Where to watch it: VOD
11. Pet Sematary
Release date: April 5
Cast: Jason Clarke, Amy Seimitz, John Lithgow
Director: Kevin Kolsch & Dennis Widmyer (Starry Eyes)
Why it’s good: There’s not much here that fans of the Stephen King novel (and Mary Lambert’s 1989 adaptation) haven’t seen before, but this one avoids the “stinky remake” curse because it does manage to throw in a few new twists we didn’t see coming, plus the cast is great and the titular “sematary” is brought to life (relatively speaking) in very creepy fashion. Fair warning that this is definitely a downbeat horror story, but hey, so is the source material.
Where to watch it: Theaters Doppelgänger
10. Hagazussa: A Heathen’s Curse
Release date: April 19
Cast: Aleksandra Cwen, Claudia Martini, Tanja Petrovsky
Director: Lukas Fiegelfeld
Why it’s good: If you’re down with a damn good piece of slow-burn arthouse horror cinema, this German import is an accomplished debut indeed. It’s basically about a shunned woman who lives on the edge of the forest, and how she’s mistreated by the locals (just like her mother was when she was young) but something deep in the forest promises to help her break this cycle of abuse. And break it she does.
Where to watch it: Theaters and VOD Vertical Entertainment
9. The Head Hunter
Release date: April 5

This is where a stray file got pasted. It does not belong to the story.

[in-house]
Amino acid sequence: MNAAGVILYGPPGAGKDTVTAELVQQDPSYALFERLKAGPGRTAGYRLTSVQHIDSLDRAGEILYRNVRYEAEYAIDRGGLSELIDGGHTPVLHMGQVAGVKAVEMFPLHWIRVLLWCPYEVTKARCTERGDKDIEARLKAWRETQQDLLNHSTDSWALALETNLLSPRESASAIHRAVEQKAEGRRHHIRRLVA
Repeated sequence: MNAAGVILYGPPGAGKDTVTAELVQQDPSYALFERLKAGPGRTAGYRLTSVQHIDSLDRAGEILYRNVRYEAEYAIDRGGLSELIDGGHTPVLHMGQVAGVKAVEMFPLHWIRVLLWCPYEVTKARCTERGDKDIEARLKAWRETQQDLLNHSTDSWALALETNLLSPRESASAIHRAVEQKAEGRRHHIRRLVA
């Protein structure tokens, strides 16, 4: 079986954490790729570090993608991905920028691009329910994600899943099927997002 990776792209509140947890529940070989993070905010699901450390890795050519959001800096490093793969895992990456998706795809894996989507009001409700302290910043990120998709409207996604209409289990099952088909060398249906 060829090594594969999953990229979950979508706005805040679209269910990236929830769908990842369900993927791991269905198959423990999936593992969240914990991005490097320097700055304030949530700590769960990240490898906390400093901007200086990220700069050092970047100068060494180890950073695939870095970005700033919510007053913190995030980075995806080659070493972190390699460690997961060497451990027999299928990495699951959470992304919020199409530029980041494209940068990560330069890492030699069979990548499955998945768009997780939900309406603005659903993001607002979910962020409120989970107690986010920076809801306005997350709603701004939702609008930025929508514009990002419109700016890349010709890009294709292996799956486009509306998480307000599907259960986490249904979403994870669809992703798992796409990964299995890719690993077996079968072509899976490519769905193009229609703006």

Cast: Christopher Rygh, Cora Kaufman
Director: Jordan Downey (ThanksKilling)
Why it’s good: A lone warrior in an unnamed ancient land does battle with all sorts of monstrous foes, until one day he gets a chance to avenge the death of his only child. This darkly beautiful and powerfully atmospheric import is light on plot but heavy on mood, plus it’s pretty short and to the point, and the ending is pretty damn solid.
Where to watch it: VOD DirecTV Cinema
8. The Hole in the Ground
Release date: February 26
Cast: Seána Kerslake, James Quinn Markey, Simone Kirby
Director: Lee Cronin (Minutes Past Midnight)
Why it’s good: A struggling single mom must contend with a new home, an ominous neighbor, a strange kid, and a gigantic freaking sinkhole in the woods behind her house. I’m usually a sucker for low-key Irish horror flicks, and while this one takes a little while to warm up, it turns out to be a quietly satisfying chiller when all is said and done.
Where to watch it: VOD Universal Pictures
7. Happy Death Day 2U
Release date: February 13